10 Pallets of Chicken Wings Stolen Just as Super Bowl Sunday Looms

Tuesday, 29 Jan 2013 12:10 PM

By Alexandra Ward

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Two Georgia men who worked at a frozen food distribution center were arrested last week in the theft of 10 pallets of chicken wings worth an estimated $65,000. The crime only added to a nationwide chicken wing shortage in the approach of Super Bowl Sunday, the second-biggest eating day of the year.

Dewayne Carl Patterson, 35, and Renaldo Cortez Jackson, 26, employees at Nordic Cold Storage just outside of Atlanta, reportedly pulled off the heist Jan. 12 when they "backed up an Enterprise rental truck to one of the bay doors, and loaded 10 pallets of Tyson frozen chicken wings," police told the Gwinnett Daily Post. Management reportedly spotted them as they tried to drive away.

Investigators at the Gwinnett County police department arrested the pair a week later, on Jan. 23. They each face felony theft charges, according to ABC News.

The theft occurred in the midst of a shrinking national chicken wing supply. The National Chicken Council, a Washington, D.C.-based trade group, said the 2013 Super Bowl chicken wing consumption rate is estimated to be 1.23 billion — that's 12.3 million less than last year, according to Business News Daily.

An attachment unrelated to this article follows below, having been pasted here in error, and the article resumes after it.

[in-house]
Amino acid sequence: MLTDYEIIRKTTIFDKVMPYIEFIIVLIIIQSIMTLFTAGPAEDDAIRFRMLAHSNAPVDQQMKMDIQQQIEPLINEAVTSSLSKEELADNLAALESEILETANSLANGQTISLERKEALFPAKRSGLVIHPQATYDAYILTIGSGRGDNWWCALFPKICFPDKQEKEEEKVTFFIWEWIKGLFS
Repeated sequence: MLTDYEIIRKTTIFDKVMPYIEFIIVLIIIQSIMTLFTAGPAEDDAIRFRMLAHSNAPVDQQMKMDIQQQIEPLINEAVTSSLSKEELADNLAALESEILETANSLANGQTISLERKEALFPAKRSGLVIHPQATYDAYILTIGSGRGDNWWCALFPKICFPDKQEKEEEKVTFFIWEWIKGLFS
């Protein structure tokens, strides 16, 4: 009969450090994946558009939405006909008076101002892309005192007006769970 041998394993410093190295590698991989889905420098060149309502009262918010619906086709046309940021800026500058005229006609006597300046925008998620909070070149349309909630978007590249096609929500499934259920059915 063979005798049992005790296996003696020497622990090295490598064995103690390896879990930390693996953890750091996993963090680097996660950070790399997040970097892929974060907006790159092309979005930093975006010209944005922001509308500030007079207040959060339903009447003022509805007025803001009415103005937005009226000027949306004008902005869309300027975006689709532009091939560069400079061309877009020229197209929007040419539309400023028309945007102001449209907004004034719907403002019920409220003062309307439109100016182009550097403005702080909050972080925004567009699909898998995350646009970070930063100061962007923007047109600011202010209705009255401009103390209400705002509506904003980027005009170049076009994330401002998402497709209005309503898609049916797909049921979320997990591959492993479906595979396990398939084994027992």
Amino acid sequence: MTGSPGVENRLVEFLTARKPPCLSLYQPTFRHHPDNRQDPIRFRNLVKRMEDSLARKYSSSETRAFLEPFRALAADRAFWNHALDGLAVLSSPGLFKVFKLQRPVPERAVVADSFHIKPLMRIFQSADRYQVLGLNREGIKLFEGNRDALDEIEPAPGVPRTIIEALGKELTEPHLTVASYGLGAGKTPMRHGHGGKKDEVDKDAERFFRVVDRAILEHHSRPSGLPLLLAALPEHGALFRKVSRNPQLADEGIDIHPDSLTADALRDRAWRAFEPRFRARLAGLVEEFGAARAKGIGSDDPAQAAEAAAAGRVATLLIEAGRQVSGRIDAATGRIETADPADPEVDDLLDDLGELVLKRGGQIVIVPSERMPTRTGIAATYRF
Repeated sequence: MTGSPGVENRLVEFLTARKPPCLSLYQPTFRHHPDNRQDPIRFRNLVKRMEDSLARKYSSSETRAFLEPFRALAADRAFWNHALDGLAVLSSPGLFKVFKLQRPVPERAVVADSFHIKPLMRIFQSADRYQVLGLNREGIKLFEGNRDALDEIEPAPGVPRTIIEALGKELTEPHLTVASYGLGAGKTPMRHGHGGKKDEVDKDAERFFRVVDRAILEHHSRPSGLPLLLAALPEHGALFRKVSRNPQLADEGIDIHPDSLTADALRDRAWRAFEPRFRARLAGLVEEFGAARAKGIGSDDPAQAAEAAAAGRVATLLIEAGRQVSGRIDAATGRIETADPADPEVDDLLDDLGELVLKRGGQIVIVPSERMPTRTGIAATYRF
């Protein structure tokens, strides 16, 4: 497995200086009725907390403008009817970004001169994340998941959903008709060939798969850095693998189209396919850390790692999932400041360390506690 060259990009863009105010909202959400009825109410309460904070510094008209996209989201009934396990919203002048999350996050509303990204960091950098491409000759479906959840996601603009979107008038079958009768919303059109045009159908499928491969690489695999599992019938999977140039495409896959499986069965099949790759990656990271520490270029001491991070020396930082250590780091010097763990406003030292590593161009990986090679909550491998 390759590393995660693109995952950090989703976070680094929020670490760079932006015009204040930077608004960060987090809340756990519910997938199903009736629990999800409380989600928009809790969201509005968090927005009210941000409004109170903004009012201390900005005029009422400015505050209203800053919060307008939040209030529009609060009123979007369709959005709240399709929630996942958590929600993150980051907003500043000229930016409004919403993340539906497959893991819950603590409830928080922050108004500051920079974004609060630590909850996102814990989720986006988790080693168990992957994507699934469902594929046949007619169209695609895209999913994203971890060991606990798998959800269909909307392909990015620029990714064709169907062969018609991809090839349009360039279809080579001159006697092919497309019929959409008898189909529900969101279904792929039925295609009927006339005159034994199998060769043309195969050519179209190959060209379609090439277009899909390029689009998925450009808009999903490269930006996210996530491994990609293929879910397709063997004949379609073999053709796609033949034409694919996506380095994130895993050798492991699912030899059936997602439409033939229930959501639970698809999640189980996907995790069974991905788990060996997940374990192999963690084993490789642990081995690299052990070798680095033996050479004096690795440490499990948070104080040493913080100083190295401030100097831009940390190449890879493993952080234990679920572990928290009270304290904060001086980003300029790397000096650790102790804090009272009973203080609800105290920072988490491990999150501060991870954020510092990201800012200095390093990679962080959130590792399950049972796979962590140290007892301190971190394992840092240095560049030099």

"Chicken companies produced about 1 percent fewer birds last year, due in large part to record high corn and feed prices," Bill Roenigk, chief economist and market analyst at the National Chicken Council, told Business News Daily.

"Corn makes up more than two-thirds of chicken feed and corn prices hit an all-time high in 2012, due to two reasons: last summer's drought and pressure from a federal government requirement that mandates 40 percent of our corn crop be turned into fuel in the form of ethanol," said Roenigk.  "Simply put, less corn equals higher feed costs, which means fewer birds produced."

In Georgia, meanwhile, police said they haven’t yet recovered the stolen chicken wings.

Thanksgiving is the year's biggest eating day, and the wings usually eaten then come from a different kind of bird.

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